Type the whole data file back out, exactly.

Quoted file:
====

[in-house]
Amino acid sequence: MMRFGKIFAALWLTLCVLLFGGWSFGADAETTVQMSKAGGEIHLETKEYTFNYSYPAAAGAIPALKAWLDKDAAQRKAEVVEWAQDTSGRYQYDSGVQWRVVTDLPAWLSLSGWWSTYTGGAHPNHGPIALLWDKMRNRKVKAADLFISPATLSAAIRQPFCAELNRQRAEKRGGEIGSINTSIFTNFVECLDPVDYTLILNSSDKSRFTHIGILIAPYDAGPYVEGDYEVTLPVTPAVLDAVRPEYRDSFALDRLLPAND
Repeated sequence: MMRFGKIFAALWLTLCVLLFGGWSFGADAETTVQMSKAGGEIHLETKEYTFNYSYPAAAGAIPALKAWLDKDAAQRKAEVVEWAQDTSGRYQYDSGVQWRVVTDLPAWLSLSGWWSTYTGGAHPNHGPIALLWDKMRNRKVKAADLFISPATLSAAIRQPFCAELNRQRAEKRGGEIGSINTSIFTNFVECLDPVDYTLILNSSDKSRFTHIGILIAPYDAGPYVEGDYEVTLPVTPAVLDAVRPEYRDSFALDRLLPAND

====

[in-house]
Amino acid sequence: MMRFGKIFAALWLTLCVLLFGGWSFGADAETTVQMSKAGGEIHLETKEYTFNYSYPAAAGAIPALKAWLDKDAAQRKAEVVEWAQDTSGRYQYDSGVQWRVVTDLPAWLSLSGWWSTYTGGAHPNHGPIALLWDKMRNRKVKAADLFISPATLSAAIRQPFCAELNRQRAEKRGGEIGSINTSIFTNFVECLDPVDYTLILNSSDKSRFTHIGILIAPYDAGPYVEGDYEVTLPVTPAVLDAVRPEYRDSFALDRLLPAND
Repeated sequence: MMRFGKIFAALWLTLCVLLFGGWSFGADAETTVQMSKAGGEIHLETKEYTFNYSYPAAAGAIPALKAWLDKDAAQRKAEVVEWAQDTSGRYQYDSGVQWRVVTDLPAWLSLSGWWSTYTGGAHPNHGPIALLWDKMRNRKVKAADLFISPATLSAAIRQPFCAELNRQRAEKRGGEIGSINTSIFTNFVECLDPVDYTLILNSSDKSRFTHIGILIAPYDAGPYVEGDYEVTLPVTPAVLDAVRPEYRDSFALDRLLPAND